News World Middle East Four more RAAF flights lift 300 people out of Kabul

Four more RAAF flights lift 300 people out of Kabul

Australian Defence Force personnel in full PPE gear process two of the first evacuees from Kabul. Photo: Getty
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Scott Morrison says Australia ran a further four flights into Afghanistan’s capital on Saturday night, evacuating 300 people.

“We will continue to run those flights, working together with our partners and our allies,” the prime minister told ABC’s Insiders program on Sunday.

“We are uplifting not just Australians and Afghan visa holders for Australia, but those from the United Kingdom, the United States and New Zealand.”

He said the aim is to get as many people out safely with the proper checks being done both on the airfield in Kabul and as well as back in the Emirates.

Asked whether he can guarantee that Australians who want to get out, will get out, Mr Morrison said: “We will get as many people out as safely as possible.”

“I can’t guarantee the situation in Afghanistan.”

John Howard has no regrets

Former prime minister John Howard stands by his decision to send Australian troops into Afghanistan but does have some criticism over the way international forces have been withdrawn 20 years later.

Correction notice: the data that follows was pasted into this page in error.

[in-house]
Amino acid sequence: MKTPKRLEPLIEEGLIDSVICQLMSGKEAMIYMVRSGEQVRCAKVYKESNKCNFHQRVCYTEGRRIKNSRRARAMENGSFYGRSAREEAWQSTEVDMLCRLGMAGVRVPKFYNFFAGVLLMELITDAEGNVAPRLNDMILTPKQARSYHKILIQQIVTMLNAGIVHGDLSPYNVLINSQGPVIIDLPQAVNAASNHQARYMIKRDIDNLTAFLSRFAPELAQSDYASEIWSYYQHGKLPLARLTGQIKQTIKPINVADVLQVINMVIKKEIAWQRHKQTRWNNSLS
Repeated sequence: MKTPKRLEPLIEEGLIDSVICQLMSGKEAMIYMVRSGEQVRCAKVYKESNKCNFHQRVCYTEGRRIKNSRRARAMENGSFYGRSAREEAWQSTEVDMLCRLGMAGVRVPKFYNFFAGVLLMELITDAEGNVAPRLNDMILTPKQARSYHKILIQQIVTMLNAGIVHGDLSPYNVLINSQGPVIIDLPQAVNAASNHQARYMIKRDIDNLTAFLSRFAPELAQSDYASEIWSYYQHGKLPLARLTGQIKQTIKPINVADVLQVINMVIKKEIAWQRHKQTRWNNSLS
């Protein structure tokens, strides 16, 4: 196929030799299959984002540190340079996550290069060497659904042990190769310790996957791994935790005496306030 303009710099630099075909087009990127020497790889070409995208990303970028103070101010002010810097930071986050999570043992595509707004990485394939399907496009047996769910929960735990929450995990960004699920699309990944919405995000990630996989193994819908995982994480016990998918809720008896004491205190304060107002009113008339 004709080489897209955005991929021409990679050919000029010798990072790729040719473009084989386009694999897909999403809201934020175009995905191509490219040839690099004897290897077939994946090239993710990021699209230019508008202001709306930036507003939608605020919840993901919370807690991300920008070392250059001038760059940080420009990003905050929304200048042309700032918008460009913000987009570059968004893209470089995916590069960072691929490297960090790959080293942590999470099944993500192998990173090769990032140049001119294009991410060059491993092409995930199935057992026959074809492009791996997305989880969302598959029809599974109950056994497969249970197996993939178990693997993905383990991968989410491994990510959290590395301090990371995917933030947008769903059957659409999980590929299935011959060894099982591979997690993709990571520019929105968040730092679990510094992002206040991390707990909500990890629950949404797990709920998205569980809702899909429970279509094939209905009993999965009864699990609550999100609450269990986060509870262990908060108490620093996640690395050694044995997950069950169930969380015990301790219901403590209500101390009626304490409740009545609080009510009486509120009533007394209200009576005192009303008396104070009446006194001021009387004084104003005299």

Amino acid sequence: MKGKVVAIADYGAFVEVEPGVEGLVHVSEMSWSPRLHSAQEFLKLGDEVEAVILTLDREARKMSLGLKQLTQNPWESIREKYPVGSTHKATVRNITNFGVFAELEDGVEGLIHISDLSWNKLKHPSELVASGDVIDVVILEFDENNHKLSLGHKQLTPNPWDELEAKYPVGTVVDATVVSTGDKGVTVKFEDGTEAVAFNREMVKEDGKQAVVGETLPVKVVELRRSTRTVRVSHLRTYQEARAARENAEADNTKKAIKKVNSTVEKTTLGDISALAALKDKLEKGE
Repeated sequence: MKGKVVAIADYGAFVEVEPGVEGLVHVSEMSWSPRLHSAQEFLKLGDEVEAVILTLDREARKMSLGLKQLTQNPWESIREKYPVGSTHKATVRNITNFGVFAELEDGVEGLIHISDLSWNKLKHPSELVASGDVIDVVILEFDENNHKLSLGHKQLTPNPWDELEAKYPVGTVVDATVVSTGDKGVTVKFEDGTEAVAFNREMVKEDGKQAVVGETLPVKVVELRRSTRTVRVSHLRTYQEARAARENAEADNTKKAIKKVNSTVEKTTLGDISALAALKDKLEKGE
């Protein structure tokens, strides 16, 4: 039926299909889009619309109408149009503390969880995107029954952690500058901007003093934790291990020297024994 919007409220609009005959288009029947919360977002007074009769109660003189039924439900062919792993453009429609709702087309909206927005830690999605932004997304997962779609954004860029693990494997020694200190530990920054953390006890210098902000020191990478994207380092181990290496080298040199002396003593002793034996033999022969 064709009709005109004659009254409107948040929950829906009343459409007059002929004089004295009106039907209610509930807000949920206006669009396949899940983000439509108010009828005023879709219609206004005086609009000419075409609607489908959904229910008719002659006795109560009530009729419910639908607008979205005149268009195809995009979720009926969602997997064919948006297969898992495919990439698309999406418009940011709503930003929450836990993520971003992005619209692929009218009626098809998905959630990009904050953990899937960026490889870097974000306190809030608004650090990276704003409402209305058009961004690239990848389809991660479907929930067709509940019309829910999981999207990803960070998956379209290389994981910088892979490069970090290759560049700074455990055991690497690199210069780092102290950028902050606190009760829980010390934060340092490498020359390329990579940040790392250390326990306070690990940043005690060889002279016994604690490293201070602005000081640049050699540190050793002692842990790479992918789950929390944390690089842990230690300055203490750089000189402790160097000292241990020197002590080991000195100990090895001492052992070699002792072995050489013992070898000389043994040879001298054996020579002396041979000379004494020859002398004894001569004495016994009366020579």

Mr Howard says the original commitment into Afghanistan was totally justified in the face of the terrorist threat from the Taliban.

He said the presence of international forces in the country did result in a lot more young people being educated and a lot more rights being enjoyed by women.

“We are concerned they might be whittled away by the Taliban and obviously that is in everybody’s mind at the present moment,” Mr Howard Sky News’ Sunday Agenda program.

He also had some criticism over the way the US has handled the withdrawal from the country.

“I can understand that the American public has become war weary and both sides of politics had indicated that,” Mr Howard said.

“I guess my criticism, my reservation about the way it has been handled is, was it absolutely essential to withdraw every last soldier by a given date?”

He doesn’t believe that was necessary or that there was no reason a very much smaller force could not have been left there for an indeterminate time.

“That would have prevented some of the negative images that have clearly come out of Afghanistan and could well have emboldened the Afghan army, provided it had been supplemented by some air cover to have provide more resistance to the Taliban,” he said.